Welcome to our wrap up regarding Google’s menagerie of animal-themed updates. During the past couple of weeks, we’ve dug through the most important and impactful Google algorithm updates, Panda and Penguin. To recap, Google designed the Panda update to analyze a website’s content and backlink profiles, and then punish any who did not produce high-quality, unique content. The Penguin update penalized those websites that violated Google’s spam guidelines. The penalties were doled out via reduced rankings and the attendant organic traffic losses, causing many online businesses to dry up completely.
In September 2013, an announcement came out of Google’s 15th anniversary party that the search engine had, yet again, updated its algorithm during the previous month. It was such a dramatic update that more than 90% of queries would show noticeable changes. Named the “Hummingbird,” this update changed the way the algorithm interpreted search queries. SEOs and webmasters quickly had a meltdown as they tried to understand exactly how the new update may have hurt their websites and organic traffic. After scoring their data and coming up with nothing, many concluded that the update was not a penalty like its other furry little friends but a different creature altogether.
Understanding Hummingbird with Context
In hindsight, Google’s algorithm change corresponded with Google’s direction towards:
- secure search producing 100% ‘not-provided’ keywords;
- their focus on promoting websites that produced rich content,
- penalties like Panda and Penguin,
- The new knowledge graph and Google’s introduction of voice search within Chrome on the desktop.
All of these features and decisions are geared towards one thing: providing the searcher with the best results possible in a convenient and timely manner. These decisions were in no way made to supplicate the webmaster; instead, Google knew that these decisions would cause websites to conform or be forced to die out.
What is Hummingbird?
Before there was a hummingbird, there was caffeine. Caffeine quickly crawled, or gathered more information than ever before (at the time) and spit it back out based on the direct correlation to a query and its keyword. A customer would search for a product, service, or answer, and the algorithm would spit out results based strictly on the keywords it recognized. The algorithm would then produce some satisfying websites that might answer your query while also sometimes producing near-related content that wouldn’t help you at all. The user would then need to sift through the given results, hoping to find an answer. In general, this worked very, very well. Google’s results, while not producing immediate information were remarkably accurate and pretty useful.
To understand Hummingbird, I like to use the following analogy that my colleague and SEO expert, Ryne Landers, offered. You first have to understand Google’s point of view in taking an already class leading, world-dominating product and addressing the challenge of trying to improve upon near-perfection in creating the next-generation of results. He points out that if you look at the Caffeine update as an iPhone 4, Google’s challenge is how to make the Hummingbird the iPhone 5s- largely the same design, but faster, more efficient, more user-responsive, in every way.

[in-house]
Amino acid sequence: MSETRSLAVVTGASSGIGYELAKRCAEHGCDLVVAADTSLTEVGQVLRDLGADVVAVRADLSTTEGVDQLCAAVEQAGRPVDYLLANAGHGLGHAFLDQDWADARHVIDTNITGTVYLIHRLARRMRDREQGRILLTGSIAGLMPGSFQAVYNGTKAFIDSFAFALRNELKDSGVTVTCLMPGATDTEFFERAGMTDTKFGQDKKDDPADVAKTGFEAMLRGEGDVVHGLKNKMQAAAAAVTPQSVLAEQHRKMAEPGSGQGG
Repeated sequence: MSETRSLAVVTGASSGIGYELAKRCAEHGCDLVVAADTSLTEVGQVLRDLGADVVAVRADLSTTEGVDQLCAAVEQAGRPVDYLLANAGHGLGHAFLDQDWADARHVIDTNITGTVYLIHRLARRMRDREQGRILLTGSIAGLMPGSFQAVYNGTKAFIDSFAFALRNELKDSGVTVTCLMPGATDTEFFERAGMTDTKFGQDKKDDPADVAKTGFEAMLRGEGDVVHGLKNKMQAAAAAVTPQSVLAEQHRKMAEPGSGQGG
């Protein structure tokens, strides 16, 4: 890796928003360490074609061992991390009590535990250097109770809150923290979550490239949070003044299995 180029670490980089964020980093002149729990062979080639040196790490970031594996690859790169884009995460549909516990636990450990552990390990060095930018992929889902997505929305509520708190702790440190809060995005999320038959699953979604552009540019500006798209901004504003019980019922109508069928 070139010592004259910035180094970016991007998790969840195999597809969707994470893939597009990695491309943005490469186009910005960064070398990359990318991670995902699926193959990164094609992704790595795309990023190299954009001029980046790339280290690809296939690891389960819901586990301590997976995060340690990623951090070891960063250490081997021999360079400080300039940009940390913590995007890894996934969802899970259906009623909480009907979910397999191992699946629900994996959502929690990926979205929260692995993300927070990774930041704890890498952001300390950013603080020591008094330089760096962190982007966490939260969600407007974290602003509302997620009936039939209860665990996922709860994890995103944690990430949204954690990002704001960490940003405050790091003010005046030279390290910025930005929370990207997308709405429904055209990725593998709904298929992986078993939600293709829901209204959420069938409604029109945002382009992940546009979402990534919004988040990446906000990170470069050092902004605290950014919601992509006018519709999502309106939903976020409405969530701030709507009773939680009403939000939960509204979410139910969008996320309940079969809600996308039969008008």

Hummingbird, named for how quickly and precisely it could sort through the index, is more capable of understanding a user’s intent by reading the whole query instead of just the keywords alone. Any ordinary searcher who wants to know how deep the ocean is does not type into the Google search bar ‘ocean deep.’ Instead, they pose it as a question- “How deep is the ocean.” Conversational search, and subsequently, Hummingbird, has been programmed to understand that entire query known to SEOs as long tail queries.
How Hummingbird changed SEO
When Hummingbird’s existence became known to the general public, webmasters and SEOs scrambled to understand how it would directly affect their traffic, and their plans moving forward. Any SEO who has taken action every time to combat Panda and Penguin penalties won’t have to jump through very many hoops to appease Hummingbird. As always, rich, unique and interesting content written for humans matters the most in Google’s eyes:
- Write content like a human would, i.e. write like you are having a conversation.
- Begin thinking in context of questions and answers in some of your content such as FAQs, or tailor your content to act as if you are answering a question.
- Expand content beyond basic service and product pages that target questions and concerns that searchers might have about your services, products or niche.
- Stop focusing on keywords and focus on long-tail queries.
- Hummingbird’s enhanced foundation to conversational search points to yet another reason why websites should begin tailoring their websites for mobile search and design.
Much like the Google penalties, there are ways to game the system, but that is almost never a good idea. If you have read this article and started to rub your hands together deviously, then I suggest you bury your website today and just be done with it; six months to a year down the line, Google will just be doing it for you anyways. Don’t go crazy and start writing 20 content pieces a month all with an FAQ outline. This update was just another shift for Google to act as a ‘knowledge-based search engine’ instead of an informational one, and we suggest that you tailor your approach accordingly.